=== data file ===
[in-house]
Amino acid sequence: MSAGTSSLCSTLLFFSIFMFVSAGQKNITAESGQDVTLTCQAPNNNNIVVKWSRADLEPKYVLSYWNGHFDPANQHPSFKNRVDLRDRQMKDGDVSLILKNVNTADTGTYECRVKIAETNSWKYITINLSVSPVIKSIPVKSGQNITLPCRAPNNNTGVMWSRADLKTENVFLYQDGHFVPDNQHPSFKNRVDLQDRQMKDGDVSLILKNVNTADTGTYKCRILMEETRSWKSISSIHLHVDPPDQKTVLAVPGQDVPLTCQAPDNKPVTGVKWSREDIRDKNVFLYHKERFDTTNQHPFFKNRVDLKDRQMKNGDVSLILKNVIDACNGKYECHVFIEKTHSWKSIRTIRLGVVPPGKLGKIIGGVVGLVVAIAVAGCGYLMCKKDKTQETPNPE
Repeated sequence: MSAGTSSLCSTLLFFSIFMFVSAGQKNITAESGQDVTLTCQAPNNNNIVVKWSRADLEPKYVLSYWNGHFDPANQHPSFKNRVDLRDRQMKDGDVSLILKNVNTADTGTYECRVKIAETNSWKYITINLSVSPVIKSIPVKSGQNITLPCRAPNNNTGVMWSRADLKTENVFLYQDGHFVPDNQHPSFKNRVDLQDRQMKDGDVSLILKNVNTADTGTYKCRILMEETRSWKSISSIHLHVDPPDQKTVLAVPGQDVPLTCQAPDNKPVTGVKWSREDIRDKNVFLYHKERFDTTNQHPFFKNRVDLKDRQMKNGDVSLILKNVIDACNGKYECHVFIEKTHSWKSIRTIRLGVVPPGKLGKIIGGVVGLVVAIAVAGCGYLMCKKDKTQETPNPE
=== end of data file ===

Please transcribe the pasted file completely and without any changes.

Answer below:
[in-house]
Amino acid sequence: MSAGTSSLCSTLLFFSIFMFVSAGQKNITAESGQDVTLTCQAPNNNNIVVKWSRADLEPKYVLSYWNGHFDPANQHPSFKNRVDLRDRQMKDGDVSLILKNVNTADTGTYECRVKIAETNSWKYITINLSVSPVIKSIPVKSGQNITLPCRAPNNNTGVMWSRADLKTENVFLYQDGHFVPDNQHPSFKNRVDLQDRQMKDGDVSLILKNVNTADTGTYKCRILMEETRSWKSISSIHLHVDPPDQKTVLAVPGQDVPLTCQAPDNKPVTGVKWSREDIRDKNVFLYHKERFDTTNQHPFFKNRVDLKDRQMKNGDVSLILKNVIDACNGKYECHVFIEKTHSWKSIRTIRLGVVPPGKLGKIIGGVVGLVVAIAVAGCGYLMCKKDKTQETPNPE
Repeated sequence: MSAGTSSLCSTLLFFSIFMFVSAGQKNITAESGQDVTLTCQAPNNNNIVVKWSRADLEPKYVLSYWNGHFDPANQHPSFKNRVDLRDRQMKDGDVSLILKNVNTADTGTYECRVKIAETNSWKYITINLSVSPVIKSIPVKSGQNITLPCRAPNNNTGVMWSRADLKTENVFLYQDGHFVPDNQHPSFKNRVDLQDRQMKDGDVSLILKNVNTADTGTYKCRILMEETRSWKSISSIHLHVDPPDQKTVLAVPGQDVPLTCQAPDNKPVTGVKWSREDIRDKNVFLYHKERFDTTNQHPFFKNRVDLKDRQMKNGDVSLILKNVIDACNGKYECHVFIEKTHSWKSIRTIRLGVVPPGKLGKIIGGVVGLVVAIAVAGCGYLMCKKDKTQETPNPE